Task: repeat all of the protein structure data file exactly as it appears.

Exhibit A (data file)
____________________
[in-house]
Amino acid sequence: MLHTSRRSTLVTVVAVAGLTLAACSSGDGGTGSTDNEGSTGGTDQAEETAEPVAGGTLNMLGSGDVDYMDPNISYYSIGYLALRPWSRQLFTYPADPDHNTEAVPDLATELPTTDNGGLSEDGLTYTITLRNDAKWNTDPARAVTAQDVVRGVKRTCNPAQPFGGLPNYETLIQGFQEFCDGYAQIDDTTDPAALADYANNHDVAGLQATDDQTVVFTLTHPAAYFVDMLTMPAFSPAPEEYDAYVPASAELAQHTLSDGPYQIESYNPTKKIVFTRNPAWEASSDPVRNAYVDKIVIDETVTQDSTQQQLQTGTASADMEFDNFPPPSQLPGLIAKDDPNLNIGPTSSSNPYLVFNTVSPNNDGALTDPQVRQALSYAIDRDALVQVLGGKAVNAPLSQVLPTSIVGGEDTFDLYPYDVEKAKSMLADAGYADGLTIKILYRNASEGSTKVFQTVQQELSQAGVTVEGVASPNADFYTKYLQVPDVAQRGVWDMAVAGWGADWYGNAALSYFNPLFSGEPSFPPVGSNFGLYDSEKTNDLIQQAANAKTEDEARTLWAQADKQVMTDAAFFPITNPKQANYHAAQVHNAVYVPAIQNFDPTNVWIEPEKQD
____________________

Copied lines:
[in-house]
Amino acid sequence: MLHTSRRSTLVTVVAVAGLTLAACSSGDGGTGSTDNEGSTGGTDQAEETAEPVAGGTLNMLGSGDVDYMDPNISYYSIGYLALRPWSRQLFTYPADPDHNTEAVPDLATELPTTDNGGLSEDGLTYTITLRNDAKWNTDPARAVTAQDVVRGVKRTCNPAQPFGGLPNYETLIQGFQEFCDGYAQIDDTTDPAALADYANNHDVAGLQATDDQTVVFTLTHPAAYFVDMLTMPAFSPAPEEYDAYVPASAELAQHTLSDGPYQIESYNPTKKIVFTRNPAWEASSDPVRNAYVDKIVIDETVTQDSTQQQLQTGTASADMEFDNFPPPSQLPGLIAKDDPNLNIGPTSSSNPYLVFNTVSPNNDGALTDPQVRQALSYAIDRDALVQVLGGKAVNAPLSQVLPTSIVGGEDTFDLYPYDVEKAKSMLADAGYADGLTIKILYRNASEGSTKVFQTVQQELSQAGVTVEGVASPNADFYTKYLQVPDVAQRGVWDMAVAGWGADWYGNAALSYFNPLFSGEPSFPPVGSNFGLYDSEKTNDLIQQAANAKTEDEARTLWAQADKQVMTDAAFFPITNPKQANYHAAQVHNAVYVPAIQNFDPTNVWIEPEKQD